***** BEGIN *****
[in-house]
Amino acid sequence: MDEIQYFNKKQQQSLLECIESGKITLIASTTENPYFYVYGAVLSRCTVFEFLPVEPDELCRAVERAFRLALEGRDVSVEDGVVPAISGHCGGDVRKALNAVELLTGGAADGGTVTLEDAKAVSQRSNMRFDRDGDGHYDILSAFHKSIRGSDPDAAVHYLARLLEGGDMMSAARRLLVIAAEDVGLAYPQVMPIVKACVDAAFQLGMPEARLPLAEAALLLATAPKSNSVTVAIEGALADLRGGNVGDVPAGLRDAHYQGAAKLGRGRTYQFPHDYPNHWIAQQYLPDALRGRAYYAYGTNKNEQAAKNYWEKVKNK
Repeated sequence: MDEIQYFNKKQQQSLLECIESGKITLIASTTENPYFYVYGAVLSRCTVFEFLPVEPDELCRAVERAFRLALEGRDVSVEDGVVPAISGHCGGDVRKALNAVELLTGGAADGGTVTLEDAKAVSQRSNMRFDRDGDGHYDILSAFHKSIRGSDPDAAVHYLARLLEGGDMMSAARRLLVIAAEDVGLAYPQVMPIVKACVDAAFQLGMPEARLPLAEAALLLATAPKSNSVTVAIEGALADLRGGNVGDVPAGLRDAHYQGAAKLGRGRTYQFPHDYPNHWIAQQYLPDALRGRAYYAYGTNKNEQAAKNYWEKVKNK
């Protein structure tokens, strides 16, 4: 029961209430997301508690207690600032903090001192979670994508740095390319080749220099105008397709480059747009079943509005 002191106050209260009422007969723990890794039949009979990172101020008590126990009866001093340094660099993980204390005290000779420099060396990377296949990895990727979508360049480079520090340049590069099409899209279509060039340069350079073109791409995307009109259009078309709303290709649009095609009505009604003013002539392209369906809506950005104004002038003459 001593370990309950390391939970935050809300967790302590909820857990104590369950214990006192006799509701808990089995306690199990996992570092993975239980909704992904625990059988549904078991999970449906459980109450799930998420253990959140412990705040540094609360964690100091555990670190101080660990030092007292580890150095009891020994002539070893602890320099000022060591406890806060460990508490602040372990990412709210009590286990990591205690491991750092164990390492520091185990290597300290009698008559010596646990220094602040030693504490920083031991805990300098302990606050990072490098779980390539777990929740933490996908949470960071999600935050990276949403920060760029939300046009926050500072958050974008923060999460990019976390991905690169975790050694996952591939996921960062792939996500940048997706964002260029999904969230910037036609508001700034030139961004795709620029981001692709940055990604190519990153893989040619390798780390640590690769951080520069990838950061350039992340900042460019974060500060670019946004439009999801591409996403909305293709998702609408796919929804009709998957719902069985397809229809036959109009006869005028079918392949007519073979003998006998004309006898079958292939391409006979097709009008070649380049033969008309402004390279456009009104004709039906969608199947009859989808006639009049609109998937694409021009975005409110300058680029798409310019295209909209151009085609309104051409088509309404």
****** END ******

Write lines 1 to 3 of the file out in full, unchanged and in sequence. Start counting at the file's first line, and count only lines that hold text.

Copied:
[in-house]
Amino acid sequence: MDEIQYFNKKQQQSLLECIESGKITLIASTTENPYFYVYGAVLSRCTVFEFLPVEPDELCRAVERAFRLALEGRDVSVEDGVVPAISGHCGGDVRKALNAVELLTGGAADGGTVTLEDAKAVSQRSNMRFDRDGDGHYDILSAFHKSIRGSDPDAAVHYLARLLEGGDMMSAARRLLVIAAEDVGLAYPQVMPIVKACVDAAFQLGMPEARLPLAEAALLLATAPKSNSVTVAIEGALADLRGGNVGDVPAGLRDAHYQGAAKLGRGRTYQFPHDYPNHWIAQQYLPDALRGRAYYAYGTNKNEQAAKNYWEKVKNK
Repeated sequence: MDEIQYFNKKQQQSLLECIESGKITLIASTTENPYFYVYGAVLSRCTVFEFLPVEPDELCRAVERAFRLALEGRDVSVEDGVVPAISGHCGGDVRKALNAVELLTGGAADGGTVTLEDAKAVSQRSNMRFDRDGDGHYDILSAFHKSIRGSDPDAAVHYLARLLEGGDMMSAARRLLVIAAEDVGLAYPQVMPIVKACVDAAFQLGMPEARLPLAEAALLLATAPKSNSVTVAIEGALADLRGGNVGDVPAGLRDAHYQGAAKLGRGRTYQFPHDYPNHWIAQQYLPDALRGRAYYAYGTNKNEQAAKNYWEKVKNK